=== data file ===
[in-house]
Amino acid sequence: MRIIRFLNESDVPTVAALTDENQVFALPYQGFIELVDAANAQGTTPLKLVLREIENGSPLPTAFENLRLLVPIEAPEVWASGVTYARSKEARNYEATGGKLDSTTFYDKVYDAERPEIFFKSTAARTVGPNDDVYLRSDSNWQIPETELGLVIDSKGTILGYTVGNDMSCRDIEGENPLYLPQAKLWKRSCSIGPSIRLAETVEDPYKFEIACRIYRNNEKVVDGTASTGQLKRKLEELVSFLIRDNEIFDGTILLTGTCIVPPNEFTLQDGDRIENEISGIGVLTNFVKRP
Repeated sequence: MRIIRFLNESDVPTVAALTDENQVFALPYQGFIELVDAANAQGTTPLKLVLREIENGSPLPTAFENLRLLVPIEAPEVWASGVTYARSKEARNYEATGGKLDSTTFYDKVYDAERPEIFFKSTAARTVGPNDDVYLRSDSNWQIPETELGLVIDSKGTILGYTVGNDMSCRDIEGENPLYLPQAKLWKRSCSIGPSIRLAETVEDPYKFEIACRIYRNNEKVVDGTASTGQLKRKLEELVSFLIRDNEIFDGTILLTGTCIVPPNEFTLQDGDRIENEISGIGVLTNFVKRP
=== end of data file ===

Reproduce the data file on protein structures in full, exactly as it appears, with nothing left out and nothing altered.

[in-house]
Amino acid sequence: MRIIRFLNESDVPTVAALTDENQVFALPYQGFIELVDAANAQGTTPLKLVLREIENGSPLPTAFENLRLLVPIEAPEVWASGVTYARSKEARNYEATGGKLDSTTFYDKVYDAERPEIFFKSTAARTVGPNDDVYLRSDSNWQIPETELGLVIDSKGTILGYTVGNDMSCRDIEGENPLYLPQAKLWKRSCSIGPSIRLAETVEDPYKFEIACRIYRNNEKVVDGTASTGQLKRKLEELVSFLIRDNEIFDGTILLTGTCIVPPNEFTLQDGDRIENEISGIGVLTNFVKRP
Repeated sequence: MRIIRFLNESDVPTVAALTDENQVFALPYQGFIELVDAANAQGTTPLKLVLREIENGSPLPTAFENLRLLVPIEAPEVWASGVTYARSKEARNYEATGGKLDSTTFYDKVYDAERPEIFFKSTAARTVGPNDDVYLRSDSNWQIPETELGLVIDSKGTILGYTVGNDMSCRDIEGENPLYLPQAKLWKRSCSIGPSIRLAETVEDPYKFEIACRIYRNNEKVVDGTASTGQLKRKLEELVSFLIRDNEIFDGTILLTGTCIVPPNEFTLQDGDRIENEISGIGVLTNFVKRP